During this week of Thanksgiving in America, I'd like to express how thankful I am for those of you who read this site . . . especially those who have translated cases or written to me with words of encouragement. My best wishes to you all.
A certain monk of the Spider Clan was attempting to use an email client library written by Laughing Monkey. The message he wished to send with it was simple, yet no matter how he tweaked his code the library either failed quietly or threw puzzling runtime exceptions.
The monk arranged a meeting with the author, wherein he politely expressed his frustration.
“Lamentably, the fault is your own,” replied the author with a bow. “Had you read the copious documentation I provided, you would have known that attachments should only be added after setting the message body. And while the setMessageText method does accept an untyped Object, the Object you provide must either be an array of Strings, a DomNode, or a BufferedInputReader. Also, you failed to note that certain destination addresses are silently ignored...”
The author continued on in this fashion, showing how the monk could have avoided each pitfall. Thus the monk returned to the Spider Clan’s abbey, suitably chastened.
Master Suku heard of this and summoned the author.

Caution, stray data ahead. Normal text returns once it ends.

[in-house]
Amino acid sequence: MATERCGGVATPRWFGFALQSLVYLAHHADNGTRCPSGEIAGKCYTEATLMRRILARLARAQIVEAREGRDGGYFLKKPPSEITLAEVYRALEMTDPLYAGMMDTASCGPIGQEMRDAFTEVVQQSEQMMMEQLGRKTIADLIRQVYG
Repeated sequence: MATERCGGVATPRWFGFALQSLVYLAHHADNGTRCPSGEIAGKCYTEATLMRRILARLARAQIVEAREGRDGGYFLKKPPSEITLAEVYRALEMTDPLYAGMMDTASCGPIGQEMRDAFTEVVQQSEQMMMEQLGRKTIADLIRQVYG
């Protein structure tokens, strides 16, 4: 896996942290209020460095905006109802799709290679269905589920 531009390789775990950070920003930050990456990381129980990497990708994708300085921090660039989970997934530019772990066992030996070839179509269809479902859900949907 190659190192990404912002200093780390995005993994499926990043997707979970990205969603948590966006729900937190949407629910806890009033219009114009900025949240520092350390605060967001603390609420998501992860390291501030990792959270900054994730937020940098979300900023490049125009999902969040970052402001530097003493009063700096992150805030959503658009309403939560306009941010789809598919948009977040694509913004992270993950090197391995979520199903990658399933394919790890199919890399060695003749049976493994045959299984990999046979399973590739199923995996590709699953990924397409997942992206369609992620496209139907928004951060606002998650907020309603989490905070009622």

“I have read your documentation,” said Suku. “It is indeed the very model of thoroughness, worthy of emulation. Please take this hardcopy to the abbot, that others may learn from it.”
The author followed Suku down to the abbot’s chamber and pushed against its heavy door with all his might. When the door finally burst open the monk leaped backward in terror, for beyond it lay a sheer drop into blackness. His startled cry echoed against stone walls; the sound of water could be heard lapping far below.
“There is a ledge to your left, about as wide as your foot,” explained Suku. “Edge carefully around until you come to the opposite side of the well. There you will find iron rungs set into the wall, leading down to the waters where the abbot's bones await you. Take note: the ledge is slippery from damp, every third stone is set a few inches higher, every fifth is set lower, and every seventh is missing entirely. But if you keep all that in mind, the way is quite straightforward.”
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